This is some introductory discussion of the carbon cycle and its relationship to the Mauna Loa carbon dioxide data
This diagram shows the regular increase in CO2 concentration in the atmosphere since 1958 when the measurements began at the Mauna Loa Observatory in Hawaii. The annual oscillations are due to seasonal changes including the warming and cooling of the oceans and the annual cycle of photosynthesis of vegetation and its decay, particularly in the northern hemisphere.
The carbon cycle shown above connects four main regions of carbon storage - atmosphere, the biosphere, the oceans and the sediments. The latter do not show the vast amount of carbon stored as carbonate rocks and as kerogen - the material of fossil fuels. The amounts given are in units of gigatonnes of carbon [Gt C, one gigatonne = one thousand million tonnes = one Petagram - 1015 grams] and the arrows representing the flows or fluxes indicate the rates of exchange between the various regions in terms of Gt C per year.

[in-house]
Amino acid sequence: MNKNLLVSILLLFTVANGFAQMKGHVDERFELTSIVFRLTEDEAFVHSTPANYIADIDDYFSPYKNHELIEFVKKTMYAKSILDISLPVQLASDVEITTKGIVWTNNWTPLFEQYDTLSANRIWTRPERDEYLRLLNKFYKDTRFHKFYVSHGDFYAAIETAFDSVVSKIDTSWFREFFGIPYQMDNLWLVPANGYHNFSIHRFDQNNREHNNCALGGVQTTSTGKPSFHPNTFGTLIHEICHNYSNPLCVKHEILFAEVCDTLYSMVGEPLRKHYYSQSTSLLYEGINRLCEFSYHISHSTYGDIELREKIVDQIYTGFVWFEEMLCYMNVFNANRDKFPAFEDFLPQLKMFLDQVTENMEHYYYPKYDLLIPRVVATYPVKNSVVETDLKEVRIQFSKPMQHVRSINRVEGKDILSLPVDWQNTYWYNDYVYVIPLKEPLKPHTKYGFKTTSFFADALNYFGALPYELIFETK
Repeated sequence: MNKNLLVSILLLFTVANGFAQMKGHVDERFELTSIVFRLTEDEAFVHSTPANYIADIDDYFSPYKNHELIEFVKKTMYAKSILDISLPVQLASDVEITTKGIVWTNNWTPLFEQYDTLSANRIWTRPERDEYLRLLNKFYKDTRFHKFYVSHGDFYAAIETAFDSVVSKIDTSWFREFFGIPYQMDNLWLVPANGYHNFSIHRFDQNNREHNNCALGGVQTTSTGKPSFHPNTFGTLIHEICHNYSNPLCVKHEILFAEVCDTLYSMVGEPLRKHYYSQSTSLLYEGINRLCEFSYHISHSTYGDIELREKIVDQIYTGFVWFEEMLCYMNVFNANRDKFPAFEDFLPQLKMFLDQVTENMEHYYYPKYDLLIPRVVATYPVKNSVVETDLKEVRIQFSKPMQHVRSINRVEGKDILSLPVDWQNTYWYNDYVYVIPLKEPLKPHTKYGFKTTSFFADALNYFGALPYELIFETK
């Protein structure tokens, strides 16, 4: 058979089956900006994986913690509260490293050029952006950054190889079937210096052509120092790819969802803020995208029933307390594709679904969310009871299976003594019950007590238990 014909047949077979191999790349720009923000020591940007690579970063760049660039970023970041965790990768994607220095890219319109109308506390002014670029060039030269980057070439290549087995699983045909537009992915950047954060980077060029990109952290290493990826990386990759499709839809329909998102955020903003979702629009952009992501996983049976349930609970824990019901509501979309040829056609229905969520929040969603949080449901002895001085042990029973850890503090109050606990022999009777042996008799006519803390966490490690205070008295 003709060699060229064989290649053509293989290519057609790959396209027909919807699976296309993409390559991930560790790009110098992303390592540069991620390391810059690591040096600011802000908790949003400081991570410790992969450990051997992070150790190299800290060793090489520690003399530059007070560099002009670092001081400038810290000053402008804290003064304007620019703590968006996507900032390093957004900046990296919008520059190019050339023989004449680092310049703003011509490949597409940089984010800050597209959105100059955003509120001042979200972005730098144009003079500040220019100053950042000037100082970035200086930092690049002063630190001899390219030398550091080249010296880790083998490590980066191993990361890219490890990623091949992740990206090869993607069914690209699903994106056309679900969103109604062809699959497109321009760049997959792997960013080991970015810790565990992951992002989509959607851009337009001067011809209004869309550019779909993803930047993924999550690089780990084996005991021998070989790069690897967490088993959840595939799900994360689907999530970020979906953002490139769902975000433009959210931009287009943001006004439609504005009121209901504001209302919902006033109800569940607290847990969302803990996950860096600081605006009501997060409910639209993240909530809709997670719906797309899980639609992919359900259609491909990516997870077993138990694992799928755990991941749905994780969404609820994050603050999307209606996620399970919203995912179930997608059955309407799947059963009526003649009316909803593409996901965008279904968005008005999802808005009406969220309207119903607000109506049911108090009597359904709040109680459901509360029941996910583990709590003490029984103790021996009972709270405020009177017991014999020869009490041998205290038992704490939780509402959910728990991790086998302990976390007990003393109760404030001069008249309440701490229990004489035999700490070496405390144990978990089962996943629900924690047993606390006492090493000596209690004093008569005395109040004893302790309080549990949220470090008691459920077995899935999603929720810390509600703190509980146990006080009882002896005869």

The two important flows are those taking part in photosynthesis & decay and the flows to and from the oceans. Respectively these are ~120 Gt C per year and ~90 Gt G per year, a total of some 210 Gt C per year (other versions of the carbon cycle have the total influx/outflux at only 150 Gt C). This is a large total flow in comparison with the current ~7 Gt C per year injection into the atmosphere from the burning of fossil fuels, wood burning and cement manufacture.
It is very important to attempt to separate the changes in atmospheric CO2 due to the annual anthropogenic injections and the seasonal cyclic changes.